An enchanting aspect of Indian life is the marking of important milestones with traditions, rituals and celebrations. Completing the first trimester of my pregnancy was one of the special milestones we celebrated, a special milestone in pregnancy all over the world. The morning sickness is fading, you’ve had an ultrasound and you can start to expect those first flutters of baby’s movements.
Once I had completed my first trimester, my mother-in-law invited a group of her friends to the house to celebrate my pregnancy under a full moon. It was definitely something I wanted to celebrate, I had spent the last couple of weeks vomiting, feeling nauseous and anxiously waiting for that all important ultrasound to confirm the pregnancy was progressing well. Slowly I was considering eating Indian food again (I just couldn’t during those first couple of weeks, food aversion being a very common first trimester symptom) and starting to relax and look forward to the rest of my pregnancy.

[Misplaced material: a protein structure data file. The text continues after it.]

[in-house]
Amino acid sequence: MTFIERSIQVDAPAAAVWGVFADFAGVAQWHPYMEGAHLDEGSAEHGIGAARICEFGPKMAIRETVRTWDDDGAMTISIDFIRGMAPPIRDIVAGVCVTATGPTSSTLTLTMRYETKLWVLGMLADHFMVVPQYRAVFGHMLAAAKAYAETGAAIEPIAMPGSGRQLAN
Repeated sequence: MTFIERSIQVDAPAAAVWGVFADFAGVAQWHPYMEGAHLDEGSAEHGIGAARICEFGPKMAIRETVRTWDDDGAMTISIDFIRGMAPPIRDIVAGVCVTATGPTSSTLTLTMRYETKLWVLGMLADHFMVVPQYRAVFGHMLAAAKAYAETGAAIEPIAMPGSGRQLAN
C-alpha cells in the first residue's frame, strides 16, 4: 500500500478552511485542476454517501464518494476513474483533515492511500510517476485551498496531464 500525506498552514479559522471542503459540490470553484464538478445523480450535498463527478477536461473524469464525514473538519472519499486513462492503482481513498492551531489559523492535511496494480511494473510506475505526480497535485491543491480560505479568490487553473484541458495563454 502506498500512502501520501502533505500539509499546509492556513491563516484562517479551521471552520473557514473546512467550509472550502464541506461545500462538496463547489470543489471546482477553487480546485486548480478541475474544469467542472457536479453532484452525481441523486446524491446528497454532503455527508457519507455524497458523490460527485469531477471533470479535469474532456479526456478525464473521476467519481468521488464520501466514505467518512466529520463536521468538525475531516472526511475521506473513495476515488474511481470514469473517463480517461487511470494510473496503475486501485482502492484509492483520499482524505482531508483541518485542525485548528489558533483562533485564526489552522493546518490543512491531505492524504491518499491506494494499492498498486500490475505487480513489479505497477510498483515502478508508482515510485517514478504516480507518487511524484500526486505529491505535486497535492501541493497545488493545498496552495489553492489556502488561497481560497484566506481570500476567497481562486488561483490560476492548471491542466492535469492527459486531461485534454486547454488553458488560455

You might be wondering why the moon had to be full for this celebration…
Once the women had arrived and the moon was high in the sky, we all went outside to the garden and sat down on blankets around clay idols of Goddess Gauri (the mother Goddess) holding her baby, with her consort, Shankar. In front of the little altar sat a large bowl of milk to absorb the rays of the full moon. Amongst the rose bushes, under the huge moon and stars, the women started to clap and sing Marathi folk songs about pregnancy, mother-in-laws and lemons (I’m not sure what lemons had to do with it, but apparently it was hilarious).
They sang, clapped and laughed until no one could think of anymore songs to sing, then we all drank the milk that had been offered to the moon (prasad)! I really feel that rituals play such an important role in helping us feel connected to the world around us, even though I didn’t understand much of the folk songs, I felt a connection with that circle of women, all of whom have experienced pregnancy themselves. I hope to learn a couple of these funny Marathi folk songs for a possible next time, or when I am invited to someone else’s first trimester celebration as a mother myself!
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